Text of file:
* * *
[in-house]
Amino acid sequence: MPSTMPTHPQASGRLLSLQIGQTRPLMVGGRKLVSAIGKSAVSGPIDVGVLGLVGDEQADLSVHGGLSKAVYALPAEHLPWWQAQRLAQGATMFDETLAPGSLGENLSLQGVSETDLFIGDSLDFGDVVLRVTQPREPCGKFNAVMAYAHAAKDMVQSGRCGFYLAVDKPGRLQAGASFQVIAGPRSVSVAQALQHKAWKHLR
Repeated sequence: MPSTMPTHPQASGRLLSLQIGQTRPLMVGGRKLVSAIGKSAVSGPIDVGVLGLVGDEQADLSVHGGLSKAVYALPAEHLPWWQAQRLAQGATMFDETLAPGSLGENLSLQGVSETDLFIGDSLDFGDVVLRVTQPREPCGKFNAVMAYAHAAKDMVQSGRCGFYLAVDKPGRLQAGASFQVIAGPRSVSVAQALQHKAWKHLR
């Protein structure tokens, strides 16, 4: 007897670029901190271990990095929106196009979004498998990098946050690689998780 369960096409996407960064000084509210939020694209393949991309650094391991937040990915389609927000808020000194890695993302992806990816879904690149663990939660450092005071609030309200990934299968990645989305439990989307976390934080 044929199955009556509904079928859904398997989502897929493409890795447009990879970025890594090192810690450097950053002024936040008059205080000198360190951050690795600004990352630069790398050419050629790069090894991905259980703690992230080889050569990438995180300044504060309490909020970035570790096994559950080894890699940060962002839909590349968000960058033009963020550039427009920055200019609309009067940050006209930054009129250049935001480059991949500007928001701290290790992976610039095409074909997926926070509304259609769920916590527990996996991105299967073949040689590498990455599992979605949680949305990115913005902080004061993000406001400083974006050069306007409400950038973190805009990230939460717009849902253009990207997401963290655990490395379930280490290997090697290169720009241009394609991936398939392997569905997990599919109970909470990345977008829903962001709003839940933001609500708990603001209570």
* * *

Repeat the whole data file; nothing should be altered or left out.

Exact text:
[in-house]
Amino acid sequence: MPSTMPTHPQASGRLLSLQIGQTRPLMVGGRKLVSAIGKSAVSGPIDVGVLGLVGDEQADLSVHGGLSKAVYALPAEHLPWWQAQRLAQGATMFDETLAPGSLGENLSLQGVSETDLFIGDSLDFGDVVLRVTQPREPCGKFNAVMAYAHAAKDMVQSGRCGFYLAVDKPGRLQAGASFQVIAGPRSVSVAQALQHKAWKHLR
Repeated sequence: MPSTMPTHPQASGRLLSLQIGQTRPLMVGGRKLVSAIGKSAVSGPIDVGVLGLVGDEQADLSVHGGLSKAVYALPAEHLPWWQAQRLAQGATMFDETLAPGSLGENLSLQGVSETDLFIGDSLDFGDVVLRVTQPREPCGKFNAVMAYAHAAKDMVQSGRCGFYLAVDKPGRLQAGASFQVIAGPRSVSVAQALQHKAWKHLR
């Protein structure tokens, strides 16, 4: 007897670029901190271990990095929106196009979004498998990098946050690689998780 369960096409996407960064000084509210939020694209393949991309650094391991937040990915389609927000808020000194890695993302992806990816879904690149663990939660450092005071609030309200990934299968990645989305439990989307976390934080 044929199955009556509904079928859904398997989502897929493409890795447009990879970025890594090192810690450097950053002024936040008059205080000198360190951050690795600004990352630069790398050419050629790069090894991905259980703690992230080889050569990438995180300044504060309490909020970035570790096994559950080894890699940060962002839909590349968000960058033009963020550039427009920055200019609309009067940050006209930054009129250049935001480059991949500007928001701290290790992976610039095409074909997926926070509304259609769920916590527990996996991105299967073949040689590498990455599992979605949680949305990115913005902080004061993000406001400083974006050069306007409400950038973190805009990230939460717009849902253009990207997401963290655990490395379930280490290997090697290169720009241009394609991936398939392997569905997990599919109970909470990345977008829903962001709003839940933001609500708990603001209570």